Wholesale egg prices are up 40 percent because of the current recall. Pork bellies—that’s where bacon comes from—just hit an all-time high of $1.42 a pound. The price of raw coffee beans now sits at a 13-year peak. Breakfast, the fastest-growing part of the foodservice business, once provided full-service operators with their best margins. Now what?
Weak economies like the one we’re in now normally put a damper on food price increases. But that’s not what’s happening to three of the most important commodities restaurant operators serve at breakfast and elsewhere during the day. Since we’re in an environment when it’s risky to just pass along the increased costs to customers and hope for the best, let’s take a look at how long the pain is likely to last.
Shelled egg prices are up because of the fallout from the salmonella-related recall now going on nationwide. For safety reasons, some operators have switched to pasteurized liquid eggs. Either way, be prepared to pay more into the near future until supply and demand balance out.
It’s a different story with bacon. Once a breakfast staple, it’s now used in every daypart and appears on many areas of the menu, up to and including dessert. Couple increased operator demand with this year’s three percent reduction in the number of hogs and you get higher prices.
But should they be as high as they’re spiking now? It’s not just that the price of pork bellies has gotten so high, so fast. Commodity traders point out that the premium paid for them over the price of live hogs, whose price has not climbed as much, has expanded dramatically. Last year at this time, live hogs sold at 50 cents or below per pound, while pork bellies were priced at between 60 and 70 cents. Today, live hogs are going for 82 cents a pound while the bellies are setting an all-time record of $1.42 per pound. It’s a huge spread, but at least the surge in pork belly prices hasn’t caused the price of other cuts to rise.
Pork market experts suggest that the cost of bacon will get worse before it gets better. That’s the same forecast coffee analysts are giving. Prices of raw beans are way up, particularly for higher-quality Arabica beans. However, upcoming harvests in key coffee-growing regions around the world look good, suggesting that prices could return to lower levels once the new supply hits the market.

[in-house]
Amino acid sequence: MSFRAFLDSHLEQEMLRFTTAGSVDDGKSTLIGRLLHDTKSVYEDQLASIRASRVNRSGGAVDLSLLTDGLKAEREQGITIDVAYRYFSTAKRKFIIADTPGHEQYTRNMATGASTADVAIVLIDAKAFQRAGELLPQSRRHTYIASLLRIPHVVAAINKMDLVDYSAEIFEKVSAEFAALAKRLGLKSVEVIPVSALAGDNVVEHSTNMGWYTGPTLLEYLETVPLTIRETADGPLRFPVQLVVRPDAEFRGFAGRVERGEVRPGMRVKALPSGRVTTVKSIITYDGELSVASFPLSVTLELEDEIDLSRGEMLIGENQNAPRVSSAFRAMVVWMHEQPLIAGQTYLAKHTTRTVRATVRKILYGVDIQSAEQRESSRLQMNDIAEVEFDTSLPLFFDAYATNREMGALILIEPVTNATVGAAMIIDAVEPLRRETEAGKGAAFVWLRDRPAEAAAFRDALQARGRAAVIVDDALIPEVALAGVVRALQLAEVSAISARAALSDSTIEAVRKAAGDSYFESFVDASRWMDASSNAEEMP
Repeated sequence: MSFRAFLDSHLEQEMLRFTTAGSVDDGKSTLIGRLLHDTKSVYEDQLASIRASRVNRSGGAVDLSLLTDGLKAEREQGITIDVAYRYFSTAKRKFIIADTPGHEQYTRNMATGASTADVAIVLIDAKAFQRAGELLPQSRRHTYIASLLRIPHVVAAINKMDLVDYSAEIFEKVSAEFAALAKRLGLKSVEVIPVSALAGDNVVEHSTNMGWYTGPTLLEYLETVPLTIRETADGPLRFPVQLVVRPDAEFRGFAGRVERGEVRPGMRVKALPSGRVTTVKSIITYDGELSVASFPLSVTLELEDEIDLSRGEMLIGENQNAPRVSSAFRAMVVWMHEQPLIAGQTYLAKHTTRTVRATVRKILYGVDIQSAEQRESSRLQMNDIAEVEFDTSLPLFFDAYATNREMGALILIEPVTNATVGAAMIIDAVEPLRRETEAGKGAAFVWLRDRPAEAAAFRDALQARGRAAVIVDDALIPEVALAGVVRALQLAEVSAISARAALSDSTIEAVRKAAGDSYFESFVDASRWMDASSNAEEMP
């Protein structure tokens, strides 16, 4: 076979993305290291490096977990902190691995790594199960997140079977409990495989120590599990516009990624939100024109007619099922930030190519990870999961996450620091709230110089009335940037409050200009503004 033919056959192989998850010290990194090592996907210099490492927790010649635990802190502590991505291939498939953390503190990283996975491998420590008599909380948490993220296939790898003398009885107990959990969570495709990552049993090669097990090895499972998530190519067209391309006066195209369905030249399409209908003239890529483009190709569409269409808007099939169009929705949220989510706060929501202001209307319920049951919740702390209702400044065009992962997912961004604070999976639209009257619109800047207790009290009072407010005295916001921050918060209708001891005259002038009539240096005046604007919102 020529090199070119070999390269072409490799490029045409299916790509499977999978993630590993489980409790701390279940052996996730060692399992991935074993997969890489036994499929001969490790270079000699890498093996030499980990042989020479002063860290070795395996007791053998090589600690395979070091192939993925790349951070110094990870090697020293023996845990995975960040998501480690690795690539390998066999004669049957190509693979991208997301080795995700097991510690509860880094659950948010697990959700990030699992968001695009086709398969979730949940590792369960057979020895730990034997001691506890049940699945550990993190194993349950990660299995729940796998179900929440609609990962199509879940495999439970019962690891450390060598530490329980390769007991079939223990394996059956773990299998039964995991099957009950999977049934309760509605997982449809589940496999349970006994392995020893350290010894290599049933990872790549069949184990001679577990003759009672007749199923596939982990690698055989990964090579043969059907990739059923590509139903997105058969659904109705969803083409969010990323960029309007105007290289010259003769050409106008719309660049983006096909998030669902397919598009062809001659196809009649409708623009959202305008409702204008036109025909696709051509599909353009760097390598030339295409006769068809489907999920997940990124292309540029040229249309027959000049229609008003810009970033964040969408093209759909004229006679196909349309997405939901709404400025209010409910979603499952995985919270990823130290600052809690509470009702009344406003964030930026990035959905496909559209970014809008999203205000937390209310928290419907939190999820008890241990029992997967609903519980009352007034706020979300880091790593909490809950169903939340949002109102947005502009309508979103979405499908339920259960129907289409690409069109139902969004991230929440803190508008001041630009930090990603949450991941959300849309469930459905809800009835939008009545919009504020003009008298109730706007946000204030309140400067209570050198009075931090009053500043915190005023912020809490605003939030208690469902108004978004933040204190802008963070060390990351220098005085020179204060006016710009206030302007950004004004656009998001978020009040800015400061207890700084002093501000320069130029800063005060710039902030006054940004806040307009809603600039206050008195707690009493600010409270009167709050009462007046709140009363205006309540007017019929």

Painful as these commodity price spikes might be for full-service restaurant operators, it could be worse. That’s especially true for coffee, where restaurants at least have plenty of margin to work with if they choose to absorb the current price hikes. Grocery stores don’t. They have little choice but to pass the increases along right away.
Eggs, even at their currently inflated price levels, remain a relatively low-cost protein item by restaurant standards. Their increase can likely be absorbed. As for bacon, because it is so flavorful, a little can go a long way in many dishes, or portion sizes can be adjusted in sandwiches and other uses. Barring that, it’s the one food item we’re talking about here where you could probably raise prices to cover the difference with little-to-no effect.
So there’s hope that full-service restaurants can ride out these price fluctuations. It might not be so easy for the many QSR chains that have lately come to dominate the breakfast market. According to NPD restaurant industry analyst Bonnie Riggs, 80 percent of the 12 billion morning meals served in restaurants each year are sold by QSRs. This segment’s push into specialty coffees and breakfast sandwiches has been successful, but could now hit the wall as the price of three of the key ingredients that have accounted for most of the growth is going through the roof.
Yet breakfast is a key going forward, says Riggs.
“There is a lot of activity around the breakfast daypart right now, with chains expanding into the daypart, and the addition of breakfast menu items, promotions and deals,” she says. “Currently only one out of ten breakfast opportunities is satisfied by foodservice, and there are more breakfasts skipped than served in restaurants, all of which means that breakfast is a significant growth opportunity for the foodservice industry.”
Prices might be high right now, but full-service is better able to deal with them than most QSRs. If you want to position your restaurant to capture a greater share of the upcoming growth Riggs is talking about, the time to re-strategize your breakfast offerings may be now.